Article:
Eating a fruit-rich diet helps a bear grow the fat that it needs for successful hibernation. However, it does little to build their muscles. By contrast, high-protein foods like meat or fish are great for body muscle mass but are less efficient in terms of getting fat. This may explain why plant-eating bruins tend to be more docile than predatory ones – he that knows he’s short of strength usually avoids fighting. But in any case, if a bear is to grow real big, it needs a lot of both. Which is precisely the case on the salmon rivers of the Pacific. Everybody knows how important salmon is for the bears in these areas. A bit less known fact is that Kamchatka and Alaska bears also have access to quite a good supply of berries and dwarf pine cones. And in the height of salmon or berry season a coastal brown bear is easy to seduce with a promise of some meat meal!  

Available food supply has a lot of influence not only on size, but also on behavior. Brown bears are great fighters (Amur brown bears have been known to kill Siberian tigers), and they don’t have much fear of anything. That “natural fear of man” that old authors loved to toute is a myth. In most parts of their range, bears tend to avoid humans, but this behavior is not imprinted in the genome, it is learned. If a cub sees its mother avoid humans, it will continue to do so after it is a big bear. But this behavior will become less prominent as the bruins realize humans aren’t a threat to them here and now. Bears are not afraid, but they’re darned good at risk assessment. 

This risk assessment skill is what determines whether a bear will or won’t be willing to engage in a conflict.  A handful of berries is, in most cases, simply not worth fighting over. Even if you win, you may spend more calories that you’ll get from the spoils. Not to mention the risk of being wounded: with no antibiotics or surgery available even a small wound may become fatal. So is a salmon: stepping aside and catching another fish is more energy-efficient than fighting. In presence of an unlimited supply of food, bears become docile and peaceful.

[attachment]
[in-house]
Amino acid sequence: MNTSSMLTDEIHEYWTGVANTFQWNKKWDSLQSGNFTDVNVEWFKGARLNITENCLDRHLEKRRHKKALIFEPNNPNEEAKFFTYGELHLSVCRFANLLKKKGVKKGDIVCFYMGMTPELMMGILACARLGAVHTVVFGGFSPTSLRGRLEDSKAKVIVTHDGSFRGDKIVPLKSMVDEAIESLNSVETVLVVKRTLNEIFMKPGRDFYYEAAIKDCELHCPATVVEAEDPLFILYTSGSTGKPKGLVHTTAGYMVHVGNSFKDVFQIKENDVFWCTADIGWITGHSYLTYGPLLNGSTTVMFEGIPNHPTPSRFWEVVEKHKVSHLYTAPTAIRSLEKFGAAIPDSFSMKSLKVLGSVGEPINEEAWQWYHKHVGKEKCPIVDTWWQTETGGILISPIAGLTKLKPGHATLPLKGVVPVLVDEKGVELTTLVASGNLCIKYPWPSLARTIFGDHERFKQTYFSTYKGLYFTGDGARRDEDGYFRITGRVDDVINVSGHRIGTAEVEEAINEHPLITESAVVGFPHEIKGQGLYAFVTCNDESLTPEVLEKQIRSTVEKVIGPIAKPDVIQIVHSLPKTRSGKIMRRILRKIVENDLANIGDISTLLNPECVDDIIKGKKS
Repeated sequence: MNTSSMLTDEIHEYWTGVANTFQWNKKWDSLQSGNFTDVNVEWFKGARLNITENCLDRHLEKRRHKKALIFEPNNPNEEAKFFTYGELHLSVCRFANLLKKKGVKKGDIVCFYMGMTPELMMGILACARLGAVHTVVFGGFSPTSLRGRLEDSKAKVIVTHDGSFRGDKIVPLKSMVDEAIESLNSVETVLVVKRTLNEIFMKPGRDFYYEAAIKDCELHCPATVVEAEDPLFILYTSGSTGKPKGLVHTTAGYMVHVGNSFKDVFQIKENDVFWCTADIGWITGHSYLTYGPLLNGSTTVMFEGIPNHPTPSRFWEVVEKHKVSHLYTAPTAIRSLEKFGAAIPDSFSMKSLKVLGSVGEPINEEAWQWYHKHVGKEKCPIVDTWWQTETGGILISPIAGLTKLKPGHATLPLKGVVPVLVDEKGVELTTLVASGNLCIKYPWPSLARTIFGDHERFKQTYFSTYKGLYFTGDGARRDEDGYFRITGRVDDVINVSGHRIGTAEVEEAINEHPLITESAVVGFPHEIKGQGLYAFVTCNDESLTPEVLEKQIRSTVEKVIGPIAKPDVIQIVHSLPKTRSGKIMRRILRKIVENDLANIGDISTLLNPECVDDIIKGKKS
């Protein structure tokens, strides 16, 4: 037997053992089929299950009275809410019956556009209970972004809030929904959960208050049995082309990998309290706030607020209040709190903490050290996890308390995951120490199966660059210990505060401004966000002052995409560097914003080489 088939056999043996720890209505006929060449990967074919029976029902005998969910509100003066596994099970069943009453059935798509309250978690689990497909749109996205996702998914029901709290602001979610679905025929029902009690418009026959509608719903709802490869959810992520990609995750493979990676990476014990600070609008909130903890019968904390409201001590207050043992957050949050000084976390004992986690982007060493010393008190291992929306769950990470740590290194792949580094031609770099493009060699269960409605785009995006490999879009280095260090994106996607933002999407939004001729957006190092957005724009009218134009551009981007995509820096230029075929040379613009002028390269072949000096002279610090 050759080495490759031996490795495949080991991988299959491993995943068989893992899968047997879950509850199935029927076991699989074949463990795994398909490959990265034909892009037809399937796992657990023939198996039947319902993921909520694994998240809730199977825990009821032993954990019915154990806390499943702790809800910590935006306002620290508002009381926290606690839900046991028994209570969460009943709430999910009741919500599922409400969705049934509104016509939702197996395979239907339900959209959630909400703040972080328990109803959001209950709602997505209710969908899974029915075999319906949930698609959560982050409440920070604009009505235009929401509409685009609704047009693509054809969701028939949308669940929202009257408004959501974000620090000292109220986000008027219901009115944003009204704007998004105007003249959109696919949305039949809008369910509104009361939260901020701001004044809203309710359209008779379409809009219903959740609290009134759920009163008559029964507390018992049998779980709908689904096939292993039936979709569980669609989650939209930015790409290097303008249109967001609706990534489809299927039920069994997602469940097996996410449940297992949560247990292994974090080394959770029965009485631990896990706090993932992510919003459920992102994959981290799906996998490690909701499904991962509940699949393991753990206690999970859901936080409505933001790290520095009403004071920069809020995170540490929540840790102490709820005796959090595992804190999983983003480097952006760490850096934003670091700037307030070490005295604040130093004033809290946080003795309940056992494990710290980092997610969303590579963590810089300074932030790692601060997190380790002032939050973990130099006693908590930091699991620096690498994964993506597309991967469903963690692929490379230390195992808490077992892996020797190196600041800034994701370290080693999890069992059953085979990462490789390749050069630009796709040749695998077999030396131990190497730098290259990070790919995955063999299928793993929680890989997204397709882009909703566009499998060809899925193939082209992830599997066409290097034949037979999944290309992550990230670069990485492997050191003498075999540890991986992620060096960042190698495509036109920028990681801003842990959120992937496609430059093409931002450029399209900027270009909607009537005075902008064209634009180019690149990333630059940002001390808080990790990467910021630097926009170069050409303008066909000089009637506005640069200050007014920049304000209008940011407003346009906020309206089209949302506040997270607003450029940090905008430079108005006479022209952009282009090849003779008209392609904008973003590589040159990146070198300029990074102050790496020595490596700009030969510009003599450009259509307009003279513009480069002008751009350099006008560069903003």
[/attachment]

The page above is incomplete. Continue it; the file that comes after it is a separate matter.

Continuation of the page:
A carcass of a caribou or elk, on the other hand, is a whole different story. Not only is it “expensive” to get or replace, it also stores more calories than a bear is likely to spend in a fight, and invaluable protein at that. Worth fighting for. Some of the interior grizzly populations of Alaska and Canada, and the “inland” bear of Chukotka, that follow herds of caribou, are more “hunters” than “gatherers”, and they are predictably likely to charge anyone at the slightest provocation or even without it. This is often described as “mean-tempered”, but is actually pragmatic. When stakes are high, and any conflict is likely to escalate into fighting to death, why waste energy on demonstrations and tour-de-force? Better to get straight to the point, with an extra advantage of unexpectancy.


Even in places like the European part of Russia, where bears mostly live on a vegetarian diet – grass in the spring, cereal crops in the summer, berries in the summer and autumn – a bear, especially a big bear, will never say no to a big chunk of meat. This is why most Russian outfitters place their bets on baits made of domestic animals that have died of non-contagious diseases. And the bears value these baits highly. Have a look at the video above, and check out the reaction of the small bear. It probably suspects a bigger bear is approaching, and doesn’t care to face it. Bears don’t have a concept of “property” – every bit of food that a bear finds is his or her, including that elk you just killed. Unless, of course, someone stronger claims it. 

In most parts of the world, the brown bear is doing fine. There’s not enough data on Tibetian and Asian brown bears, but their populations are mostly stable. About the only subspecies of the brown bear whose numbers are in decline is the Syrian, but trophy hunting for this subspecies is nearly nonexistent. All other populations are listed as “Least Concern”, so it’s hard to understand why some people insist on calling the American grizzly “endangered”. At present, brown bear hunting opportunities in North America are limited to the Yukon province of Canada and Alaska, but exactly the same species may be harvested, much more affordably, elsewhere in the world. If you are willing to pursue this amazing and dangerous quarry, you can find the best offers from most reputable guides and outfitters on BookYourHunt.com